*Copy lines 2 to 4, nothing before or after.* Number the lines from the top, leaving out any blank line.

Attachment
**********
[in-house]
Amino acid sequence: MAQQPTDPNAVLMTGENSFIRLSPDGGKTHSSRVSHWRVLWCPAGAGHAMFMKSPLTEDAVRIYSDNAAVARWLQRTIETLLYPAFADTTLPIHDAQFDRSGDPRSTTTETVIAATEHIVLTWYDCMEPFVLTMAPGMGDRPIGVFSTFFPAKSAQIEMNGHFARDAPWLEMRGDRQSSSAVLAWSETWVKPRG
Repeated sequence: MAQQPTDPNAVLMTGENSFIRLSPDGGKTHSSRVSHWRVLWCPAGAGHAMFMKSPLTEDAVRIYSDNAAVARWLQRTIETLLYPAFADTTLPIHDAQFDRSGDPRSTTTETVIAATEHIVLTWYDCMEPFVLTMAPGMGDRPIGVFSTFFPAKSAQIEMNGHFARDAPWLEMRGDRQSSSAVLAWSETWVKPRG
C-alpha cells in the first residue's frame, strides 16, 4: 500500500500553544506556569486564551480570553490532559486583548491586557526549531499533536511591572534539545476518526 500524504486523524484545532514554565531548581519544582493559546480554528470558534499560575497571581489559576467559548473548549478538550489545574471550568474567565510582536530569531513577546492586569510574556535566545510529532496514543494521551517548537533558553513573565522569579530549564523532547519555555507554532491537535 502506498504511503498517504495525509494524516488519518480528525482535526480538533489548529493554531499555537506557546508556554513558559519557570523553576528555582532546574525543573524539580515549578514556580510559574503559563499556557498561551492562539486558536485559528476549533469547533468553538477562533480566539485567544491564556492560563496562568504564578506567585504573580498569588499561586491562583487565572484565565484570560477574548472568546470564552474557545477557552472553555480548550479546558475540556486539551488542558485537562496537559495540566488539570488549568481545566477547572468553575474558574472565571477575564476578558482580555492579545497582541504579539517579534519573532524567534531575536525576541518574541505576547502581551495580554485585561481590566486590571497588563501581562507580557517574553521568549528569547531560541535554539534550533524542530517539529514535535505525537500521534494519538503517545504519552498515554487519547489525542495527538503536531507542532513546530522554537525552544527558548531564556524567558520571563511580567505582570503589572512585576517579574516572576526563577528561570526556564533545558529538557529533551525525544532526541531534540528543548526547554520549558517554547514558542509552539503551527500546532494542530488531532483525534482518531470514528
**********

Amino acid sequence: MAQQPTDPNAVLMTGENSFIRLSPDGGKTHSSRVSHWRVLWCPAGAGHAMFMKSPLTEDAVRIYSDNAAVARWLQRTIETLLYPAFADTTLPIHDAQFDRSGDPRSTTTETVIAATEHIVLTWYDCMEPFVLTMAPGMGDRPIGVFSTFFPAKSAQIEMNGHFARDAPWLEMRGDRQSSSAVLAWSETWVKPRG
Repeated sequence: MAQQPTDPNAVLMTGENSFIRLSPDGGKTHSSRVSHWRVLWCPAGAGHAMFMKSPLTEDAVRIYSDNAAVARWLQRTIETLLYPAFADTTLPIHDAQFDRSGDPRSTTTETVIAATEHIVLTWYDCMEPFVLTMAPGMGDRPIGVFSTFFPAKSAQIEMNGHFARDAPWLEMRGDRQSSSAVLAWSETWVKPRG
C-alpha cells in the first residue's frame, strides 16, 4: 500500500500553544506556569486564551480570553490532559486583548491586557526549531499533536511591572534539545476518526 500524504486523524484545532514554565531548581519544582493559546480554528470558534499560575497571581489559576467559548473548549478538550489545574471550568474567565510582536530569531513577546492586569510574556535566545510529532496514543494521551517548537533558553513573565522569579530549564523532547519555555507554532491537535 502506498504511503498517504495525509494524516488519518480528525482535526480538533489548529493554531499555537506557546508556554513558559519557570523553576528555582532546574525543573524539580515549578514556580510559574503559563499556557498561551492562539486558536485559528476549533469547533468553538477562533480566539485567544491564556492560563496562568504564578506567585504573580498569588499561586491562583487565572484565565484570560477574548472568546470564552474557545477557552472553555480548550479546558475540556486539551488542558485537562496537559495540566488539570488549568481545566477547572468553575474558574472565571477575564476578558482580555492579545497582541504579539517579534519573532524567534531575536525576541518574541505576547502581551495580554485585561481590566486590571497588563501581562507580557517574553521568549528569547531560541535554539534550533524542530517539529514535535505525537500521534494519538503517545504519552498515554487519547489525542495527538503536531507542532513546530522554537525552544527558548531564556524567558520571563511580567505582570503589572512585576517579574516572576526563577528561570526556564533545558529538557529533551525525544532526541531534540528543548526547554520549558517554547514558542509552539503551527500546532494542530488531532483525534482518531470514528